Quel avenir après le retrait israélien de Gaza ?

Le retrait des troupes israéliennes et l'évacuation des colons juifs de la bande de Gaza après 38 années d'occupation est la preuve la plus récente des limites de la puissance militaire, même quand sa supériorité est écrasante. Le temps est venu de tirer les leçons des années et des années d'occupation et de résistance pour envisager ce qu'Israéliens et Palestiniens devraient entreprendre maintenant. 

Il faut avant tout évaluer la part de responsabilité que les Palestiniens peuvent légitimement revendiquer face au retrait israélien. Il est incontestable que leur résistance et leurs sacrifices ont joué un rôle non négligeable dans la décision d'Ariel Sharon de revenir sur une politique à laquelle il était favorable depuis des décennies. Mais ce serait une erreur que d'attribuer le retrait israélien exclusivement à l'activisme palestinien. Plus ou moins ambiguë, la décision israélienne ne résulte ni d'une défaite militaire ni de négociations politiques.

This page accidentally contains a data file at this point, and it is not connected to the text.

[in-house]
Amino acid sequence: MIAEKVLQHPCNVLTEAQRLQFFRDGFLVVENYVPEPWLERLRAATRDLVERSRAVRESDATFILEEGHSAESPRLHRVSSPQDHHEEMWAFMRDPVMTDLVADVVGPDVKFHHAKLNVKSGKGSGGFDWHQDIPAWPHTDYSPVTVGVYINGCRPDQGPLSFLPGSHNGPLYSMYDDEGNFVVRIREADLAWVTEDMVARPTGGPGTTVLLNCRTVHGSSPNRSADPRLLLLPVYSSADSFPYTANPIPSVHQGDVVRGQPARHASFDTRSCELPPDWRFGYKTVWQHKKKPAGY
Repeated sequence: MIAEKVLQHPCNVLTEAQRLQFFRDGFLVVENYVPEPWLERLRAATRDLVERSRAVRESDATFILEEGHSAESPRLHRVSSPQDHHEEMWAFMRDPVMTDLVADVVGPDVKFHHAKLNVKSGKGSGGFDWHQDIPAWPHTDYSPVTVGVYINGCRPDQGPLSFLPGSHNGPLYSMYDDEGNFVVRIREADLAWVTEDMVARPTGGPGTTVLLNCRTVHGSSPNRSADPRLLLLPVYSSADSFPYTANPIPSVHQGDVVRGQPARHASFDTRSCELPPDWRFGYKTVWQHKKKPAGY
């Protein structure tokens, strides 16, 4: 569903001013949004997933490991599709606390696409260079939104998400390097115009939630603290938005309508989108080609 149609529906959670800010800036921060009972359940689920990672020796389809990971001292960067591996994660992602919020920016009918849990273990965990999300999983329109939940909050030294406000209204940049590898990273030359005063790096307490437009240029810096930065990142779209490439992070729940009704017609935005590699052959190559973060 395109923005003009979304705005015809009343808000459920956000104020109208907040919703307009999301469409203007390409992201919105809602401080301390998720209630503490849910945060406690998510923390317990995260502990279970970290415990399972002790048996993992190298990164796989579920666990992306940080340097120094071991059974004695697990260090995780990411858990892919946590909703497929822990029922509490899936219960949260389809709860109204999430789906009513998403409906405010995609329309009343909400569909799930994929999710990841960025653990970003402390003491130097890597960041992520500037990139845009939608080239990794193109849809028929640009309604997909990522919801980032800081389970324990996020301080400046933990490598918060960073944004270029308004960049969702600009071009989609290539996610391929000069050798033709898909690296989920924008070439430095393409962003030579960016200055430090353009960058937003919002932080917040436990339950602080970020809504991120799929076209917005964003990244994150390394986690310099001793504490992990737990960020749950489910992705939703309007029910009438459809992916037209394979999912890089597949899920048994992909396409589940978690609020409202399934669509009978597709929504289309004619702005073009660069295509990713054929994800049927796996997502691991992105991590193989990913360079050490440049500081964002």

Mais l'unilatéralisme n'est pas une politique efficace et rationnelle à long terme et ne pourra pas déboucher sur une paix réelle et durable au Moyen-Orient. Comme le président Bush en Irak, Sharon va découvrir les limites de sa stratégie. L'unilatéralisme paraît un outil efficace aux yeux de politiciens incapables de penser à long terme, car il masque la nécessité de ce qu'ils considèrent comme un exercice vain lors de vraies négociations : la rencontre de leur adversaire en face à face et la découverte des conséquences humaines de leur politique. L'unilatéralisme présente également un avantage sur le plan intérieur, car il leur permet de décider sans autre interférence jusqu'où et jusqu'à quand poursuivre une politique donnée.

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